# Combine two numbers into one. Example: 123 and 456 become 123456

In C++, how do I combine (note: not add) two integers into one big integer?

For example:

``````int1 = 123;
int2 = 456;
``````

Is there a function to take the two numbers and turn intCombined into 123456?

EDIT:

My bad for not explaining clearly. If int2 is 0, then the answer should be 123, not 1230. In actuality though, int1 (the number on the left side) would only have a value if int2 goes over the 32 bit limit. So when int2 is 0, then int1 is 0 (or garbage, i'm not sure).

-
If `int2` is 0, is the answer `123` or `1230`? –  R Samuel Klatchko Apr 9 '10 at 21:39
Is `int2` always 3 digits? If so, `(int1*1000)+int2` works. This could probably be modified for any `int2`, I'm just not sure how. –  igul222 Apr 9 '10 at 21:40
Interesting problem. Not sure what the best approach is. Hmmm –  Germ Apr 9 '10 at 21:40
@ R Samuel Klatchoko: the answer should be 1230. @ igul222: each int will be a 32 bit number that could range from 0 to 2^32, and the combined number will be a 64 bit number if there is an overflow. –  jiake Apr 9 '10 at 21:42

The power of ten, that you need to multiply the first number with, is the smallest one, that is bigger than the second number:

``````int combine(int a, int b) {
int times = 1;
while (times <= b)
times *= 10;
return a*times + b;
}
``````
-
except times starts at 10, to handle the case when b = 0, see the question comments. AFAICT that fix makes this approach the only non-string method that yields the correct answer. Plus multiplication is faster than division, this replaces a bunch of divisions with a single multiply. –  Ben Voigt Apr 9 '10 at 22:06
I like this answer the best so far, but it would be better if you used log10 instead of the loop. Also, you might want to make the return type a 64-bit int. –  rmeador Apr 9 '10 at 22:10
@sth All you need to do is change the while to a do-while, and b=0 is accounted for. Best Answer! –  csj Apr 9 '10 at 22:26
@csj I think this solves my question. I mistook the b=0 scenario (read my edit in question). Thank you all :) –  jiake Apr 9 '10 at 22:32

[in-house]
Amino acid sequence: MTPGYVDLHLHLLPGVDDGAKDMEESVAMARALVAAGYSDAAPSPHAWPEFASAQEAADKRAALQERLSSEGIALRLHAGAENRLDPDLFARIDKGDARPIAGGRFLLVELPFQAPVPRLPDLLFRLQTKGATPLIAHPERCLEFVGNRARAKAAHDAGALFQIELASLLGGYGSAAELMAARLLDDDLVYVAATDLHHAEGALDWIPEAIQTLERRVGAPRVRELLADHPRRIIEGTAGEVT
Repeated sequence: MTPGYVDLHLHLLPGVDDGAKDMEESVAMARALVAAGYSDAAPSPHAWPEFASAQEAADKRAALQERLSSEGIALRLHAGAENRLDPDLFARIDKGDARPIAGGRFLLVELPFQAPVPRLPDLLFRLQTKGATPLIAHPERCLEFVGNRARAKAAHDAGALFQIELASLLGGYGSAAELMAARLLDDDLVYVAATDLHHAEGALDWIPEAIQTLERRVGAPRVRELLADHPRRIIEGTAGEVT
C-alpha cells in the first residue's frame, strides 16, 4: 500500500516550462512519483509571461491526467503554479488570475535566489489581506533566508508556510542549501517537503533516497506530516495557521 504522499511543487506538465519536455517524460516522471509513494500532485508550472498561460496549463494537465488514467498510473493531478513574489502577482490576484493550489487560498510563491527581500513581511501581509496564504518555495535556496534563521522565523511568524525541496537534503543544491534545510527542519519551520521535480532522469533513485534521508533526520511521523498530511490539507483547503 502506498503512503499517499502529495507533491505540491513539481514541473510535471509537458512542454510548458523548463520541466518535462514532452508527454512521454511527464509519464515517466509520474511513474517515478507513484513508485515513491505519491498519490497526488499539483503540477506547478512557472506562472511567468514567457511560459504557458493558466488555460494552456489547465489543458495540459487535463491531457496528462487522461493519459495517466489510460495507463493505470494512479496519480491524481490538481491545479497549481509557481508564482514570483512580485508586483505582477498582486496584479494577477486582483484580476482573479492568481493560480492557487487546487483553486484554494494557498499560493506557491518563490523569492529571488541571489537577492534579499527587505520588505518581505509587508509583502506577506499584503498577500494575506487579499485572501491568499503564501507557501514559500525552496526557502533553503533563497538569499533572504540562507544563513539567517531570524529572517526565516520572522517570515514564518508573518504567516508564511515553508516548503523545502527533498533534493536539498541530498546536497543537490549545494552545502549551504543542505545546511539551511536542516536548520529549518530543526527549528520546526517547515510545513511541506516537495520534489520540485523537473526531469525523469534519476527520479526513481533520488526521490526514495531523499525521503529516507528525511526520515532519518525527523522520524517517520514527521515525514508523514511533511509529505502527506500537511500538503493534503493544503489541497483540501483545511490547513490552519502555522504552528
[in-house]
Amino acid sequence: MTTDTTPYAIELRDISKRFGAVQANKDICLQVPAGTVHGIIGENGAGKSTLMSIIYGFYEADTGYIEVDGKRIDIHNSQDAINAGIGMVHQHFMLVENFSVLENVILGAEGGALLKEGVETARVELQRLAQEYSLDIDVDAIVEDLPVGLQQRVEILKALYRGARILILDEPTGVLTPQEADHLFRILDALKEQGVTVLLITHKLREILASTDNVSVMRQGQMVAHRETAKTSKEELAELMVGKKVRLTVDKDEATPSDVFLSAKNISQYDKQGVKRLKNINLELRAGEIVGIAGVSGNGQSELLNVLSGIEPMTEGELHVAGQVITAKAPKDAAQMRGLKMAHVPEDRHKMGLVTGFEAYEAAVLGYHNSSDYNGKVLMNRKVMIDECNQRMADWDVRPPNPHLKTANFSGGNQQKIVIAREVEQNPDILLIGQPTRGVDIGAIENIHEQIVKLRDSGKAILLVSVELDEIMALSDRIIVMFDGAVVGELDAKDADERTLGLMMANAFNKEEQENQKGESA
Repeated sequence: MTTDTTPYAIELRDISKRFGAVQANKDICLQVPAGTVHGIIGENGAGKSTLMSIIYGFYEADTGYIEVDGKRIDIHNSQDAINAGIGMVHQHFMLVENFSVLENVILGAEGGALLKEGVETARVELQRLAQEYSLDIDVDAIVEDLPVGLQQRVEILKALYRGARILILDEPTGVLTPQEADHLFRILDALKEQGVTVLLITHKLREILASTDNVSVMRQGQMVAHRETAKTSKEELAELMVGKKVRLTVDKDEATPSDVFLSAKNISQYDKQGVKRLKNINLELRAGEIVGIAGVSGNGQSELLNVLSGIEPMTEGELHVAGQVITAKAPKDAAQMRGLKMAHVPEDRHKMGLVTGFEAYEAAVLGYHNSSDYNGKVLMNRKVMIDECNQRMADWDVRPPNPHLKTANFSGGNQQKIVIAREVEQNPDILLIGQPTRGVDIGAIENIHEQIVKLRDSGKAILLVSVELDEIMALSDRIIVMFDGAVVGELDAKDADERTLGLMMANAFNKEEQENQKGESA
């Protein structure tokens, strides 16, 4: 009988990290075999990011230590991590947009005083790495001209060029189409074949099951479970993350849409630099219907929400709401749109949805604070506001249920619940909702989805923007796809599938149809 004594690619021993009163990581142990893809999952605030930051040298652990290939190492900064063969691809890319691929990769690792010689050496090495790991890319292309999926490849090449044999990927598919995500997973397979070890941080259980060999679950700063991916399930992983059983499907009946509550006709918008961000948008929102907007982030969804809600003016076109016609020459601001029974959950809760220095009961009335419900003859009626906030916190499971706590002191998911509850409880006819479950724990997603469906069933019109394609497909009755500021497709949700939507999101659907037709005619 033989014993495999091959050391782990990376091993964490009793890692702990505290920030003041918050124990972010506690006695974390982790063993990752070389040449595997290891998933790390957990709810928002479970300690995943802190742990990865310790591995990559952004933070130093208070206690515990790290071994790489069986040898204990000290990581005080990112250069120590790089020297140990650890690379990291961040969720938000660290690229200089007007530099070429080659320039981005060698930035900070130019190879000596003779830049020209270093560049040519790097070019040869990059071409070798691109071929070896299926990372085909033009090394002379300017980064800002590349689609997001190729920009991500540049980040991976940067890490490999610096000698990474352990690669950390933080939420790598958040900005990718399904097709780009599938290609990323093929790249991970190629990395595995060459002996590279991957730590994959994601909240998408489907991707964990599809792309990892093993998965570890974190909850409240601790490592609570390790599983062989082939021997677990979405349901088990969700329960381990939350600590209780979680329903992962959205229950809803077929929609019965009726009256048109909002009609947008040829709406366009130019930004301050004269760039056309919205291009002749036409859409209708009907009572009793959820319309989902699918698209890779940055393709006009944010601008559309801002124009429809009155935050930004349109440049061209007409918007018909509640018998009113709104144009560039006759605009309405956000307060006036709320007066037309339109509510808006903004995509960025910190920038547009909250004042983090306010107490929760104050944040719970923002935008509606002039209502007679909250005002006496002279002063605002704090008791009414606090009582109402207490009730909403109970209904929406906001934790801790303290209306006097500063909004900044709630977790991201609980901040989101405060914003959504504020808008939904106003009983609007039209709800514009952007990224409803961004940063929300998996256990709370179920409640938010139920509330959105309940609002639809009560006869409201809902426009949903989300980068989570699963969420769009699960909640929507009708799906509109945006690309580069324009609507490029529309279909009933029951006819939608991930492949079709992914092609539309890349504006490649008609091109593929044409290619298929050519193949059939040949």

@rmeador what whould be the exact code if we replaced the loop with log10 ? –  fractal_7 Sep 19 '12 at 11:36

You could convert them into strings, combine them and then convert them back to an int?

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Is this the only way to do it? If so, what's the code? –  jiake Apr 9 '10 at 21:38

For each digit in `int2`, you can multiple `int1` by 10 and then add `int2`:

``````// merge(123, 0) => 1230
int merge(int int1, int int2)
{
int int2_copy = int2;
do
{
int1 *= 10;
int2_copy /= 10;
} while (int2_copy);

return int1 + int2;
}
``````

You could get rid of the loop using `log10` and `ceil`.

-
Sorry - I wasn't trying to copy you. You just beat me to the punch. –  csj Apr 9 '10 at 21:46
Return type should be something 64 bit (__int64 for MSVC, long long for gcc, might also depend on platform). Also int1 as used in the loop should be 64 bit. Ah, and "int" is not necessarily 32 bit either, so again platform specific type needed :). –  Eugene Apr 9 '10 at 21:54
This function looks clock cycle hungry. Would the method posted below by Buckley work better? If so, can anyone show the code? If not, why is the merge() way better\more efficient? –  jiake Apr 9 '10 at 22:04